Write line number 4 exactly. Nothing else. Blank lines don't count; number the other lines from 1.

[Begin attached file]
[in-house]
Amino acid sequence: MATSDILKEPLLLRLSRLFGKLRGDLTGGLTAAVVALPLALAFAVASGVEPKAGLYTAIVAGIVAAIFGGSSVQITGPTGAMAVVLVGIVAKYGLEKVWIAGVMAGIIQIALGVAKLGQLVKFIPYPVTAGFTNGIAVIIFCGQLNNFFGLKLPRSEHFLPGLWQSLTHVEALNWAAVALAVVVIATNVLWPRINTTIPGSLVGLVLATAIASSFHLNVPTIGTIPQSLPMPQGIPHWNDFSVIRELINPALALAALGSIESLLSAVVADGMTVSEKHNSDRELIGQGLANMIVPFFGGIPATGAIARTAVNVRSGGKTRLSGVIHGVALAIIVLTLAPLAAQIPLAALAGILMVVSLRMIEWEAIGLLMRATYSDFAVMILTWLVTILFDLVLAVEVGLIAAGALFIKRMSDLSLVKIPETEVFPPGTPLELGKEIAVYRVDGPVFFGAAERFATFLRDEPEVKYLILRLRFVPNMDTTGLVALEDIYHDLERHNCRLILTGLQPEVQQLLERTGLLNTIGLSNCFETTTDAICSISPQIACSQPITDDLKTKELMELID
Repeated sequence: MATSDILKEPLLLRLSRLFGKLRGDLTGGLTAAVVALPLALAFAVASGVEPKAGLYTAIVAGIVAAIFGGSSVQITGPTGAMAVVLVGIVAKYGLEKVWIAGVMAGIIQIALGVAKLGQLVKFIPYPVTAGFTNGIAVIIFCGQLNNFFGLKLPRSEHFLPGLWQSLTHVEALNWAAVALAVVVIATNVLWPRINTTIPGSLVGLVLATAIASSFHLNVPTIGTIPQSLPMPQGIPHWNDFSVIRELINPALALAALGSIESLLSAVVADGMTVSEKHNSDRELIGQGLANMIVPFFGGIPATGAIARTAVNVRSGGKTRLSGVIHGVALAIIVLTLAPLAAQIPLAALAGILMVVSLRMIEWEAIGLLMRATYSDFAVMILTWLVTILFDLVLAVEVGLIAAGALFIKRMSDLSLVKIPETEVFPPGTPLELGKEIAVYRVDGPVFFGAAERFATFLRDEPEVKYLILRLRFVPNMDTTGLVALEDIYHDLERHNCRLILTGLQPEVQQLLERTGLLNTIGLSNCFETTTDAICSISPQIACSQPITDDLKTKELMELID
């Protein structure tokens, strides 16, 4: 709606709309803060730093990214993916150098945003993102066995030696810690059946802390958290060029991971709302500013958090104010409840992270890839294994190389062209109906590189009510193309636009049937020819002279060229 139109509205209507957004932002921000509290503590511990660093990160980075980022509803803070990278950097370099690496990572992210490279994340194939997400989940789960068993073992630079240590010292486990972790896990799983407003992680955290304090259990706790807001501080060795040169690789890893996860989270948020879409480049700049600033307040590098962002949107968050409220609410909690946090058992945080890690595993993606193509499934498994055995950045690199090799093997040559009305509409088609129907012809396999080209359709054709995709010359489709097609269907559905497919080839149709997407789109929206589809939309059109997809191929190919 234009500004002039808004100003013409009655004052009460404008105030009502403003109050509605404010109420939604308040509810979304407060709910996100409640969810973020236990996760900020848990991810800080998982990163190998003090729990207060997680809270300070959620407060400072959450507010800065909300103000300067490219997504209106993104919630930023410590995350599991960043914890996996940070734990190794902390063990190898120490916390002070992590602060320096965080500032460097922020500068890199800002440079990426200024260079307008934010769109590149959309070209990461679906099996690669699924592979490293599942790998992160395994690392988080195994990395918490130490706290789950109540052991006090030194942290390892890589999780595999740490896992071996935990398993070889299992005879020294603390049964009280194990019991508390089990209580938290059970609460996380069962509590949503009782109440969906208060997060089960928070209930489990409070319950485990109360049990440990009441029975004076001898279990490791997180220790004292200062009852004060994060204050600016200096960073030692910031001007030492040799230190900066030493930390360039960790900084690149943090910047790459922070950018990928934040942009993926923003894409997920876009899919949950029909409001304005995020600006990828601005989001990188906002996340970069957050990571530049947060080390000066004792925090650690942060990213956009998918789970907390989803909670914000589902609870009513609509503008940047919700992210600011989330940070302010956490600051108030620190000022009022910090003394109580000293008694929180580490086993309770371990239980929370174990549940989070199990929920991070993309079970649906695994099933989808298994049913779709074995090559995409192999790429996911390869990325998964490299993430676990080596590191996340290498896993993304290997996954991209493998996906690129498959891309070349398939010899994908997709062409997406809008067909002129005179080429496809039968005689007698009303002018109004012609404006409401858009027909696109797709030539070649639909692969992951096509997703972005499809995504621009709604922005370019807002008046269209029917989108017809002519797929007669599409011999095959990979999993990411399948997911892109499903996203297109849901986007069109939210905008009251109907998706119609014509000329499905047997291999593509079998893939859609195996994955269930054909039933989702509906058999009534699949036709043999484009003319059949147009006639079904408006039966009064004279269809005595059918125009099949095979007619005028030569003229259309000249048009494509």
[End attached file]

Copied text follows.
């Protein structure tokens, strides 16, 4: 709606709309803060730093990214993916150098945003993102066995030696810690059946802390958290060029991971709302500013958090104010409840992270890839294994190389062209109906590189009510193309636009049937020819002279060229 139109509205209507957004932002921000509290503590511990660093990160980075980022509803803070990278950097370099690496990572992210490279994340194939997400989940789960068993073992630079240590010292486990972790896990799983407003992680955290304090259990706790807001501080060795040169690789890893996860989270948020879409480049700049600033307040590098962002949107968050409220609410909690946090058992945080890690595993993606193509499934498994055995950045690199090799093997040559009305509409088609129907012809396999080209359709054709995709010359489709097609269907559905497919080839149709997407789109929206589809939309059109997809191929190919 234009500004002039808004100003013409009655004052009460404008105030009502403003109050509605404010109420939604308040509810979304407060709910996100409640969810973020236990996760900020848990991810800080998982990163190998003090729990207060997680809270300070959620407060400072959450507010800065909300103000300067490219997504209106993104919630930023410590995350599991960043914890996996940070734990190794902390063990190898120490916390002070992590602060320096965080500032460097922020500068890199800002440079990426200024260079307008934010769109590149959309070209990461679906099996690669699924592979490293599942790998992160395994690392988080195994990395918490130490706290789950109540052991006090030194942290390892890589999780595999740490896992071996935990398993070889299992005879020294603390049964009280194990019991508390089990209580938290059970609460996380069962509590949503009782109440969906208060997060089960928070209930489990409070319950485990109360049990440990009441029975004076001898279990490791997180220790004292200062009852004060994060204050600016200096960073030692910031001007030492040799230190900066030493930390360039960790900084690149943090910047790459922070950018990928934040942009993926923003894409997920876009899919949950029909409001304005995020600006990828601005989001990188906002996340970069957050990571530049947060080390000066004792925090650690942060990213956009998918789970907390989803909670914000589902609870009513609509503008940047919700992210600011989330940070302010956490600051108030620190000022009022910090003394109580000293008694929180580490086993309770371990239980929370174990549940989070199990929920991070993309079970649906695994099933989808298994049913779709074995090559995409192999790429996911390869990325998964490299993430676990080596590191996340290498896993993304290997996954991209493998996906690129498959891309070349398939010899994908997709062409997406809008067909002129005179080429496809039968005689007698009303002018109004012609404006409401858009027909696109797709030539070649639909692969992951096509997703972005499809995504621009709604922005370019807002008046269209029917989108017809002519797929007669599409011999095959990979999993990411399948997911892109499903996203297109849901986007069109939210905008009251109907998706119609014509000329499905047997291999593509079998893939859609195996994955269930054909039933989702509906058999009534699949036709043999484009003319059949147009006639079904408006039966009064004279269809005595059918125009099949095979007619005028030569003229259309000249048009494509």